We offer an advice service for private landlords on legal requirements and we also enforce compliance with housing standards and licensing requirements. The following information is directed at landlords but will also serve to indicate to tenants the standards that they may reasonably expect to be met in their accommodation.
The following applies to most private landlords.
Landlords have obligations to their tenants which include carrying out repairs, meeting safety requirements and providing certain information.
Right of access
Landlords must allow their tenants to live in the accommodation without disturbance. This means that tenants have the right to stop landlords entering without permission. Landlords do have a right to gain access to the accommodation to inspect it and to do repairs but only after giving reasonable notice.
Landlords have to follow specific legal procedures to evict a tenant. Whether eviction is possible and what procedure has to be followed depends on the type of tenancy and the reason for wanting to evict the tenant. In most cases, landlords will need to obtain a court order to evict a tenant. If a landlord tries to force a tenant to leave without following the correct procedure, they may be committing a criminal offence.
Landlords are responsible for most repairs to the exterior or structure of a property. This means that problems with the roof, chimneys, walls, guttering and drains are their responsibility. They are also responsible for keeping the equipment for supplying water, gas and electricity in good condition and ensuring that the property is fit for human habitation but may not be responsible for repair to damage that results from un-tenant like behaviour. Some tenancy agreements state that the tenant has responsibility for some repairs and maintenance. This usually relates to internal decoration, gardens and furniture.
Landlords have specific legal obligations to ensure the safety of their tenants and should provide and fit smoke and carbon monoxide detectors in appropriate locations and ensure that they are maintained in good working order. The design, structure and stability of the building should not pose any risk to the safety of the residents; in particular, roofs and balconies must be either entirely safe or access to them prevented. Any windows, the sills of which are at or near floor level and which may result in a fall from a height (eg, if situated on a staircase) must be safeguarded. All the furniture provided must meet safety standards and landlords should not furnish the property with older or second hand furniture which may not meet these standards.
If a property is occupied by more than one household (ie, a house that is split into bed-sits or a house or flat that is shared by a number of people), this is known as a House in Multiple Occupation (HMO). Landlords have additional responsibilities to provide and maintain adequate fire precautions.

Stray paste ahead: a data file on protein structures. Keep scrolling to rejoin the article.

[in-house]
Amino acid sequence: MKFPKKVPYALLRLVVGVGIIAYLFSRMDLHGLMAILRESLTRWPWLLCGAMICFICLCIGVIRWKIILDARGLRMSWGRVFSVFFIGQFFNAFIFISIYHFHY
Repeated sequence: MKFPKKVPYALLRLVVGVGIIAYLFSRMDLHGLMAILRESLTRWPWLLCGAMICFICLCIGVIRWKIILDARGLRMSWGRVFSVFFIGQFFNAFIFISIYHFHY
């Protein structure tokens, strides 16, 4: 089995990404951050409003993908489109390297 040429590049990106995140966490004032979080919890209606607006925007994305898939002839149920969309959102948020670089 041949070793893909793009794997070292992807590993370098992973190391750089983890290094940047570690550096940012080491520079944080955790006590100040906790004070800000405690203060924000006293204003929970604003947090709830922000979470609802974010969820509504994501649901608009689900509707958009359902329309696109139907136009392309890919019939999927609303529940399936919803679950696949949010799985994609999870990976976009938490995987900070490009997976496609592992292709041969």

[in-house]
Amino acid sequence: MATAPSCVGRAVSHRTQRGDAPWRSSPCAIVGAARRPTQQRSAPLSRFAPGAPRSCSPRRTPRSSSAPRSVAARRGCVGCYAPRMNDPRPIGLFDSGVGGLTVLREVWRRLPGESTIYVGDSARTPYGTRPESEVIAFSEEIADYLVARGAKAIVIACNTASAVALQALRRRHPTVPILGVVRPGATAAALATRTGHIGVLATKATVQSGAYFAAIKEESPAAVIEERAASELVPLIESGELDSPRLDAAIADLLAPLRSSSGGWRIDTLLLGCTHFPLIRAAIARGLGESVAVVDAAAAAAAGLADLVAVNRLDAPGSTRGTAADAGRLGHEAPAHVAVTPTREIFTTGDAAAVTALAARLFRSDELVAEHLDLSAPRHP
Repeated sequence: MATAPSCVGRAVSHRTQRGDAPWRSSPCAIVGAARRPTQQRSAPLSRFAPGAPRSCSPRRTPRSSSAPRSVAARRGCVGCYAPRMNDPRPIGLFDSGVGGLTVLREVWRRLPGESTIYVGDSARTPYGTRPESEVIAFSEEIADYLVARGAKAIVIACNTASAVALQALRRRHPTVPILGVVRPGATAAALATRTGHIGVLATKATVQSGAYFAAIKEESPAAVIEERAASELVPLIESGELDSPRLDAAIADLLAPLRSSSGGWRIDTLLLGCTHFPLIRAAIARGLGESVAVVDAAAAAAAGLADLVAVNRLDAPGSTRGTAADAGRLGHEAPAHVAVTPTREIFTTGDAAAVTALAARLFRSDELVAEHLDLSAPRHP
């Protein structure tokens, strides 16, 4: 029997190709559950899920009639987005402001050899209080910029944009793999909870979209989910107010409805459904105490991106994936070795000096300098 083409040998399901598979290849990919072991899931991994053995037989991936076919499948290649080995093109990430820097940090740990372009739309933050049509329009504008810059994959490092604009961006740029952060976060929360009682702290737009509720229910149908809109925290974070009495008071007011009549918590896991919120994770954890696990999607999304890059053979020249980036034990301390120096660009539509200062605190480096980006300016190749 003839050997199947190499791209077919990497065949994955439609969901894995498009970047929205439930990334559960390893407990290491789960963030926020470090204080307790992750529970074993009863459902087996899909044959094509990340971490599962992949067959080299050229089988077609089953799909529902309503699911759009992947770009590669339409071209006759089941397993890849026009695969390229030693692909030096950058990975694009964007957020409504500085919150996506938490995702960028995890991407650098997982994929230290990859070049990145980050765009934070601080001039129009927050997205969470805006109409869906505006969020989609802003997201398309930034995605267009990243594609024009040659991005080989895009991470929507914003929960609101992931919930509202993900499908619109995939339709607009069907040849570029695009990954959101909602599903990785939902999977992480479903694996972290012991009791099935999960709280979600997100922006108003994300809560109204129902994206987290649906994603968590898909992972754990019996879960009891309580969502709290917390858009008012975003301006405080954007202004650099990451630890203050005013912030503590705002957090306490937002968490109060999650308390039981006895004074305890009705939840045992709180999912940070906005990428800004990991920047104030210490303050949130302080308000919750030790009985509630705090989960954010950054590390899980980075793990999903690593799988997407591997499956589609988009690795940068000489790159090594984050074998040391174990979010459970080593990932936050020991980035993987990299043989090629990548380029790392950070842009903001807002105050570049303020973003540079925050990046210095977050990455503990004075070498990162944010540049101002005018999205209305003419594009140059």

Landlords must obtain an annual Gas Safety Certificate and installation and fitting must be inspected every year by a Gas Safe registered gas engineer. Only Gas Safe registered gas engineers may carry out any work on any gas installation or fixtures.
Landlords must maintain the electrical installation and any equipment provided in a safe condition. Although there is no legal requirement to obtain or display an Electrical Safety Certificate, landlords are advised to do this both to demonstrate commitment to the safety of the tenants and to protect the property in which landlords have invested.
Rent can be paid weekly or monthly, although it can be paid over longer periods. Landlords must inform their tenants how and when the rent is to be paid. If rent is paid weekly, Landlords must provide a rent book. Rent may be increased at certain times during the tenancy but landlords must follow specific legal procedures, which depend upon the type of tenancy agreement in place.
Landlords must provide their name and a contact address to their tenants and may also have to provide additional information about the tenancy if requested. If the property is a House in Multiple Occupation, they must also provide information relating to fire precautions and means of escape in a number of suitable locations in the property and must provide details regarding occupation to the Council, on request.
Landlords must ensure that their tenants are provided with adequate facilities that are well maintained, clean and in good repair. These facilities include: water supply and drainage, gas and electricity, lighting, heating and hot water, toilet facilities, bath, sink and washbasin, facilities for tenants to receive post, windows and other means of ventilation and facilities for the disposal of refuse on a scale adequate for the requirements of the residents. Any outbuildings, yards, forecourts or gardens used in common, boundary walls, fences and railings must be maintained so as not to be a danger to residents.
Landlords must also ensure that any part of the premises which is subject to a closing order, or not in use, and any passage or staircase giving access to it, is kept reasonably clean and free from litter or refuse.
Related pagesHouses in Multiple Occupation Houses in Multiple Occupation - Amenity Standards (pdf - 78kb)